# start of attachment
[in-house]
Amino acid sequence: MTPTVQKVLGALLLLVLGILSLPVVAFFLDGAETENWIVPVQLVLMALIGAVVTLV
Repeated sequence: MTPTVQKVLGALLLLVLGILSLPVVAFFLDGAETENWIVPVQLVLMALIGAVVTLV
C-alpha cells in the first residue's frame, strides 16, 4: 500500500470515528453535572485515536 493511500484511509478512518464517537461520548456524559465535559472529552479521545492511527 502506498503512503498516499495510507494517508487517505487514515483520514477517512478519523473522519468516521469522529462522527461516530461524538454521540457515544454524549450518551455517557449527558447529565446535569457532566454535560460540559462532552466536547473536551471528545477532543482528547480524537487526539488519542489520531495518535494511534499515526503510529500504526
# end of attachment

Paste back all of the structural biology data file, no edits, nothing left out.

[in-house]
Amino acid sequence: MTPTVQKVLGALLLLVLGILSLPVVAFFLDGAETENWIVPVQLVLMALIGAVVTLV
Repeated sequence: MTPTVQKVLGALLLLVLGILSLPVVAFFLDGAETENWIVPVQLVLMALIGAVVTLV
C-alpha cells in the first residue's frame, strides 16, 4: 500500500470515528453535572485515536 493511500484511509478512518464517537461520548456524559465535559472529552479521545492511527 502506498503512503498516499495510507494517508487517505487514515483520514477517512478519523473522519468516521469522529462522527461516530461524538454521540457515544454524549450518551455517557449527558447529565446535569457532566454535560460540559462532552466536547473536551471528545477532543482528547480524537487526539488519542489520531495518535494511534499515526503510529500504526